Cross-tier price hikes are an annual New Year's ritual in the pay TV industry, as predictable as the ball dropping in Times Square or turn-of-the-year carriage blackouts.
But given the current rate of linear pay TV customer attrition, maybe a little New Year's resolution on behalf of the major operators would have been a good thing.
In early December, fresh off losing 251,000 customers in the third quarter for its linear DirecTV platform, AT&T announced that prices for all of the satellite TV carrier’s tiers would shoot up by $2 to $8.
Cox Communications, meanwhile, began notifying customers that it would institute across-the-board price increases starting Jan. 7, with rates for video packages increasing by $1 to $5 a month, and internet tiers shooting up $2 to $4.
A few days later, Comcast and Dish Network, which also experienced significant cord cutting in the third quarter, chimed in with increases of their own. Comcast had already upped its programming “surcharges” in October. In fact, since it first instituted the sneaky fees it passes on to customers for things like broadcast retransmission and regional sports networks in January 2015, Comcast had increased them by 241%.
On the pay TV side, Cox representative Todd Smith told Fierce that “the rising cost of programming content continues to be the main reason why our video prices increase.”
“Like others in the industry, as programming costs increase, we periodically adjust pricing, added AT&T spokesman Eric Ryan. “These prices are still a great value and [are] very competitive.”
Of course, with the traditional pay TV business having shed as many as 3 million customers in 2017, and low-cost virtual pay TV options proliferating, you’d have to think that this is the year traditional price-spiking tradition might end … or at least ebb a little.
“We’ve long since passed the point where programmer price increases are self-defeating,” MoffettNathanson analyst Craig Moffett told Fierce in an email. "The biggest driver of cord cutting is that prices are too high. But the solution of too many programmers is to raise prices even faster to compensate. It’s like a car that is headed for a cliff, with a driver that believes the only solution is to step on the gas.”
According to S&P Global Market Intelligence, consumer cable and satellite TV bills have increased 53% since 2007, to $100.98 in 2017.
“We must pass along a portion of these higher costs to our customers,” a representative from Comcast told FierceCable via email, echoing Cox and AT&T's defense regarding rising program licensing costs. "As a result, on average, nationally, the customer bill will increase by 2.2% in 2018.”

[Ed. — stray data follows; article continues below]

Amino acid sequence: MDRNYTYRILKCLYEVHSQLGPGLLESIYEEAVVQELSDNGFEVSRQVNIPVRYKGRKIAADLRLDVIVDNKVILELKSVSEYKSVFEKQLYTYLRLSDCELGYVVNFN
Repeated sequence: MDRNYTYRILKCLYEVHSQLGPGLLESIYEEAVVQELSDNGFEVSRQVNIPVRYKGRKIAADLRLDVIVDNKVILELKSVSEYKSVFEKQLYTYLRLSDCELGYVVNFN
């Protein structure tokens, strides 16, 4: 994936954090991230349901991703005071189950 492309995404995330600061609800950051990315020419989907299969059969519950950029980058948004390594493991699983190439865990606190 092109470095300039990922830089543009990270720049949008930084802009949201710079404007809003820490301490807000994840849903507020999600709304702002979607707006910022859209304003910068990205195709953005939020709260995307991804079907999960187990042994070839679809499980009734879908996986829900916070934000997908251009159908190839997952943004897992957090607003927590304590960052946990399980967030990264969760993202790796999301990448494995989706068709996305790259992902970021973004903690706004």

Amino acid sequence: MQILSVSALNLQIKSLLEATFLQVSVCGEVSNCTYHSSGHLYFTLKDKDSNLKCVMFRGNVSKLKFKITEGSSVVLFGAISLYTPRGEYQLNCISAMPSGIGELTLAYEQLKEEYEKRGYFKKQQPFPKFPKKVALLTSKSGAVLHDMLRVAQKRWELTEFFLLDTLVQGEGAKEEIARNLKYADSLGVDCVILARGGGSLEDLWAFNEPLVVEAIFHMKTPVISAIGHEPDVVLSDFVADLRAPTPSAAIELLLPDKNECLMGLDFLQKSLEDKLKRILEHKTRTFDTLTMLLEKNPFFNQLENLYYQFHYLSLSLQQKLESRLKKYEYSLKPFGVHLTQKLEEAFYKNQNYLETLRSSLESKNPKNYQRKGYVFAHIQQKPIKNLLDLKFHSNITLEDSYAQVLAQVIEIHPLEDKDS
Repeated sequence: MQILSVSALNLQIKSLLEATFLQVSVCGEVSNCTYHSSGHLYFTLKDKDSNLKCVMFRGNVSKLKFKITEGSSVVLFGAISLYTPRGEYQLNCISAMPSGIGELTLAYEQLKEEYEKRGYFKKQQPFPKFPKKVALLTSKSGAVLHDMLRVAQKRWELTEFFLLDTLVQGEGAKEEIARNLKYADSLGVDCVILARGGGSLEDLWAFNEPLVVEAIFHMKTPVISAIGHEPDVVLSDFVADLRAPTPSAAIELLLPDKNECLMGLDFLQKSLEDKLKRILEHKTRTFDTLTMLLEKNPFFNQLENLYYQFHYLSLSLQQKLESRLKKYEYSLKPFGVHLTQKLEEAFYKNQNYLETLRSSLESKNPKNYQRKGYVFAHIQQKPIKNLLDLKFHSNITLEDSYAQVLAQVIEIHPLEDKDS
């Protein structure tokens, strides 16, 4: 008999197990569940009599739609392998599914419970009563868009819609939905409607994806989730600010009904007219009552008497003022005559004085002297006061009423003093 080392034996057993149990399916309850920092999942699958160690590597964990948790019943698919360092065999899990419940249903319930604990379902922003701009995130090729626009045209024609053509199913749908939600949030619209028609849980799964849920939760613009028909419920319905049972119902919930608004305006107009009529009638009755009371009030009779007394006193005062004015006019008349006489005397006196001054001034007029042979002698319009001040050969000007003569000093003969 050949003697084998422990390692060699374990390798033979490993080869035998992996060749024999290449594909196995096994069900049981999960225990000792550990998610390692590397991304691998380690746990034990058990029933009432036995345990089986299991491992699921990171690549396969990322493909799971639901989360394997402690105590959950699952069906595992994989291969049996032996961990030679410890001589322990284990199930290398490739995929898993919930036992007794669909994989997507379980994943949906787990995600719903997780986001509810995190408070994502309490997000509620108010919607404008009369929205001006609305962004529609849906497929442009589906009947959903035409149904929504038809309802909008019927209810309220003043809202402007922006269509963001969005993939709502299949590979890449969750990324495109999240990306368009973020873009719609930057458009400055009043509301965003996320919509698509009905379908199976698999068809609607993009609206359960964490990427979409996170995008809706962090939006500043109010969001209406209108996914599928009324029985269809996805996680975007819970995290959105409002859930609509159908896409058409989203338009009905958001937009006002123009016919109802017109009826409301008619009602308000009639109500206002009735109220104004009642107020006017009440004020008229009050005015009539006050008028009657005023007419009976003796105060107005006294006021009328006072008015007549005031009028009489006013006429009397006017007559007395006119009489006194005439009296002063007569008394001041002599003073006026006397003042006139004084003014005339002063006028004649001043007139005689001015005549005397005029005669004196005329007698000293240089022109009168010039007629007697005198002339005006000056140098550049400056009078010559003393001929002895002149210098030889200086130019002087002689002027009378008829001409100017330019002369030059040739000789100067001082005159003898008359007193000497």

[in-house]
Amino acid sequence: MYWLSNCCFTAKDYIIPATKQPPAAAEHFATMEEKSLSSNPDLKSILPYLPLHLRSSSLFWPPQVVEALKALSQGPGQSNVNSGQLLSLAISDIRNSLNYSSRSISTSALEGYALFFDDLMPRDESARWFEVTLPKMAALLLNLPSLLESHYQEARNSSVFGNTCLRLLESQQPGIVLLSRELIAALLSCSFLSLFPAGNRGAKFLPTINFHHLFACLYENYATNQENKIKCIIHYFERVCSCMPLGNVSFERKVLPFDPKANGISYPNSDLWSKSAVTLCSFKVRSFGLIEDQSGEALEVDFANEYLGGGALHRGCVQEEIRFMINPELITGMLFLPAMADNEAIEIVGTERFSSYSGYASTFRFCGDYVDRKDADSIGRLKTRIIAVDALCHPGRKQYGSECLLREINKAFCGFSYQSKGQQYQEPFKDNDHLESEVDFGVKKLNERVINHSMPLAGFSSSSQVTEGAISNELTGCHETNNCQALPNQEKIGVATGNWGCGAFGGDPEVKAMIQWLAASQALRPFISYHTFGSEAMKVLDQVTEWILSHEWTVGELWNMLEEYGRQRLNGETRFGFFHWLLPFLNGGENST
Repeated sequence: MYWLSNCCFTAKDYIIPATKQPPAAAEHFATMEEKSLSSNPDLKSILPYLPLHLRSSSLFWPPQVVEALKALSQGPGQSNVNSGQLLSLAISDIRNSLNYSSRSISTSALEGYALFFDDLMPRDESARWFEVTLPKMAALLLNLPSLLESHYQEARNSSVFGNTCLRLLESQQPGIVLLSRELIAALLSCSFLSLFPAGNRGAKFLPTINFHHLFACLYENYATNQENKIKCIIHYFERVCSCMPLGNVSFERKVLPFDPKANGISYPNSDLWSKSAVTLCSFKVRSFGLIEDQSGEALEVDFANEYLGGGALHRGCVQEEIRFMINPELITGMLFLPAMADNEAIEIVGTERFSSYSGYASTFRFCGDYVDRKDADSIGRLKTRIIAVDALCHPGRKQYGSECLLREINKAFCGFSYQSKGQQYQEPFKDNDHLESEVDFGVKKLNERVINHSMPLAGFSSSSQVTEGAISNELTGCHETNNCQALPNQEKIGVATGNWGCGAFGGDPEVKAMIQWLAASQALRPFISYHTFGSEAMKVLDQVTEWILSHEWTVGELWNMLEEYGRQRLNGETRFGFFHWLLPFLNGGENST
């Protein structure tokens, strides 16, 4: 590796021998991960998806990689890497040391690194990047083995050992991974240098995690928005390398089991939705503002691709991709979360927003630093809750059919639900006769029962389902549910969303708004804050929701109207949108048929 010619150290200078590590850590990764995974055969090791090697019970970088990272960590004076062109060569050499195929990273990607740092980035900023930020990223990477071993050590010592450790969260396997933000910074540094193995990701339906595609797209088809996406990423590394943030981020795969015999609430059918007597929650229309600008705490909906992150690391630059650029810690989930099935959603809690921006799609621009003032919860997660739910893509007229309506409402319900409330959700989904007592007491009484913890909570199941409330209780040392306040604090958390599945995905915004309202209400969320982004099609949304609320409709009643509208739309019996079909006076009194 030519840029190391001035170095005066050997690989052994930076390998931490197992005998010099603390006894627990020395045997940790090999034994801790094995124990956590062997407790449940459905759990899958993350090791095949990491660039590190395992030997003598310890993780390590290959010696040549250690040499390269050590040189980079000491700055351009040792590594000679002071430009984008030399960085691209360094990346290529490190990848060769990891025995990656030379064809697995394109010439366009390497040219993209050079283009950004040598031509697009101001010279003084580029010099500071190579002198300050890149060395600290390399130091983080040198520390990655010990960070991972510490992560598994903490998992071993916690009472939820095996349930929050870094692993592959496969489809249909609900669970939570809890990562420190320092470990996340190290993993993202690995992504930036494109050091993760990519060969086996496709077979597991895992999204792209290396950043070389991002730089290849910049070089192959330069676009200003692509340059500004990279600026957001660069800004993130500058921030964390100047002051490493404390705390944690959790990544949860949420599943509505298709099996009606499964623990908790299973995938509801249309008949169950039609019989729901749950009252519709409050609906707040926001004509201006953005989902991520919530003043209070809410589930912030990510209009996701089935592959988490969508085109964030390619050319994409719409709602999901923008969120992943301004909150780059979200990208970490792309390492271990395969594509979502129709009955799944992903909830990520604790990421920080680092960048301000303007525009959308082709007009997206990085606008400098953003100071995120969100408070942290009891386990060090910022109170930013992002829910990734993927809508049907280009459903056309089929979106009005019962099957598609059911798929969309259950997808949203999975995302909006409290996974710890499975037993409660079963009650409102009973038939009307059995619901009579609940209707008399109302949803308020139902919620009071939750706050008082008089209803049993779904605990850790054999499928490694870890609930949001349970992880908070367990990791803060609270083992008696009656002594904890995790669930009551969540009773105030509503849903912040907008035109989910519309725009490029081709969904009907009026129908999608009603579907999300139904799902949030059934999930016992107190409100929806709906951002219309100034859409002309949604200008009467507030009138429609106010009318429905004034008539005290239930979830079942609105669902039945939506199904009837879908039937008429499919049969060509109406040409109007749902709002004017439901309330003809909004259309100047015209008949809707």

The increases also come amid the Republican-led corporate tax rate rollback, a polarizing bill passage that has led many telecom service customers wondering what companies like AT&T are doing spiking prices at a time when their tax rate is decreasing from an effective rate of 32.7% to around 21%, saving the company perhaps billions.
Operators defend price hikes
For their part, operators insist programming cost increase are, in some cases, cutting into their margins, even exceeding the increases on customer pay TV bills. Operators also say that user experience improvements justify price increases.
“Cox also continually adds new features and functions to services, enhancing the value for customers,” Smith said. “For example, via the new Contour video services, we’ve added a voice remote, better search and TV Everywhere capabilities.”
For its part, Comcast also touts the user experience benefits of the X1 video platform, on which Cox’s Contour system is also built. The ever-evolving X1 platform not only includes Comcast’s now-robust Voice Remote technology, Comcast has also integrated OTT services including Netflix and YouTube directly into the interface.
But as they cram yearly tiered price increases and surcharge spikes down the throats of their customers, cable operators have the compounded challenge of also working to steadily increase broadband pricing.
It appears they have a little more price elasticity in this area.
“We have argued that broadband is underpriced, given that pricing has barely increased over the past decade while broadband utility has exploded,” New Street analyst Jonathan Chaplin wrote in a note to investors back in October. “Our analysis suggested a ‘utility-adjusted’ ARPU target of ~$90. Comcast recently increased standalone broadband to $90 (including modem), paving the way for faster ARPU growth as the mix shifts in favor of broadband-only households. Charter will likely follow, once they are through the integration of Time Warner Cable.”
Again, operators used the carrot of user experience improvements to justify these price increases.
“We continue to make significant investments in our network and technologies to give customers more for their money—like faster internet service and better Wi-Fi,” the Comcast representative said.
Added Cox’s Smith: “We’ve consistently increased internet speeds more than 1000% over the last 17 years and we’re investing an unprecedented $10 billion in our infrastructure in the next five years. Part of that investment includes the nationwide deployment of DOCSIS 3.1, which builds on the strength of Cox’s fiber-based network and gives us the ability to roll out gigabit internet speeds throughout more neighborhoods at a faster pace. “